Can cellular V2X comms replace DSRC standard?

Article By : ABI Research

While a DSRC mandate is imminent in the U.S., ABI Research expects cellular V2X’s steady growth, reaching 300 million global subscriptions by 2030.

Cellular technology for low-latency Vehicle-to-Vehicle (V2V) and Vehicle-to-Infrastructure (V2I) applications has come into a clearer view, thanks to LTE-V2X (LTE vehicle-to-everything) standard and the upcoming 5G standardisation–a challenge to IEEE 802.11p Dedicated Short-Range Communications (DSRC) standard. Hence, ABI Research finds autonomous level 4 and driverless level 5 vehicles will require V2V and V2I capabilities to achieve ultra-high reliability levels with carriers like Deutsche Telekom, Orange, SK Telecom, Telefonica and Vodafone already performing trials on automotive 4G and/or 5G use cases.

“The main challenge for cellular V2X is to get hold of dedicated spectrum needed for the Device-to-Device (D2D), V2V protocol,” Dominique Bonte, managing director and vice president at ABI Research. “While the intelligent transportation systems spectrum in the 5.9GHz band was made available in the U.S., Europe and other regions more than a decade ago, it remains reserved for DSRC. But this could change if or more likely when, cellular giants like Ericsson, Qualcomm and Samsung, unite and fight for lobbying power.”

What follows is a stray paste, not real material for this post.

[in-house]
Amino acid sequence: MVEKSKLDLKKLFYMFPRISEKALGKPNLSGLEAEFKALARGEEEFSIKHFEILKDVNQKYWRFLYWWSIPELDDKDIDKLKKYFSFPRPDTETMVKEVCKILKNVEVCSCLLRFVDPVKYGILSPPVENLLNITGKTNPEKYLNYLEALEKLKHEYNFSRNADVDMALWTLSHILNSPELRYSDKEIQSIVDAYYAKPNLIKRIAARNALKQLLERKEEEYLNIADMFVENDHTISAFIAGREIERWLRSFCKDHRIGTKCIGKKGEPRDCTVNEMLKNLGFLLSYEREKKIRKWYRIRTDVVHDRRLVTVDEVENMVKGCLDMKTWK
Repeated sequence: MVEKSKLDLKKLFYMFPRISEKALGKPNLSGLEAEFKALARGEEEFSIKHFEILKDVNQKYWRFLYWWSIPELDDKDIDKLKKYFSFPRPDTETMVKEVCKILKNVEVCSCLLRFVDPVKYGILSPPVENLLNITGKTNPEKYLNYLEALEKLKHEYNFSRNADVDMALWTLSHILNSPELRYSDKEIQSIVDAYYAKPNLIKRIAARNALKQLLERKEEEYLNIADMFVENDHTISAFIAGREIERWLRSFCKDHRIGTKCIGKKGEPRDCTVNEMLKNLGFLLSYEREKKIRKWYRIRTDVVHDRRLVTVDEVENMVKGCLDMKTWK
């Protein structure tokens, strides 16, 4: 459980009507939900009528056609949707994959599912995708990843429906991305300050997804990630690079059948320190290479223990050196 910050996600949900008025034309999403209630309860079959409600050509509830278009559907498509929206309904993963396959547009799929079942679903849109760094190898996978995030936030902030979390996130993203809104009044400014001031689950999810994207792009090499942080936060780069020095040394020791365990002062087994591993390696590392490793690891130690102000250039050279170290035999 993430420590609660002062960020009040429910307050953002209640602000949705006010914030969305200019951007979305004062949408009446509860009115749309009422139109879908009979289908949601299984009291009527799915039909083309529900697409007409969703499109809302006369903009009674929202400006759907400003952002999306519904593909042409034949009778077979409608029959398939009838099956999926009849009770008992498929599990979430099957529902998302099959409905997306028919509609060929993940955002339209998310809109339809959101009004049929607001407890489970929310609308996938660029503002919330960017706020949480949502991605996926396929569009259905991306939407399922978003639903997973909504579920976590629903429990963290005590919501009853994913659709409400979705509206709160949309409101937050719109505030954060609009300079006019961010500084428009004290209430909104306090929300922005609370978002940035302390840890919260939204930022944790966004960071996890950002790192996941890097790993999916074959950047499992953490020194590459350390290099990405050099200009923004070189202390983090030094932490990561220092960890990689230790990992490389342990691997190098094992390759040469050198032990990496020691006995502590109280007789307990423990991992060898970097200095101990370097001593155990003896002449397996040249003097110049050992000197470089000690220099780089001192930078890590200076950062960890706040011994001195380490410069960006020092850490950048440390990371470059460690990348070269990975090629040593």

The legacy IEEE 802.11p DSRC standard allows reliable low latency communication of basic safety messages between vehicles and between vehicles and roadside infrastructure. While a DSRC mandate seems imminent in the U.S., ABI Research expects cellular V2X to show steady growth, initially through LTE-V2X, reaching 300 million global subscriptions by 2030. At that point, 5G V2X will surpass it. Longer term, automotive OEMs will start to offer network-based low-latency, end-to-end automotive services.

“While cellular antagonists claim DSRC is more mature, reliable, secure and ready to deploy, it remains to be seen whether it will survive the onslaught of the cellular ecosystem or continue to coexist with future cellular alternatives,” Bonte concluded.

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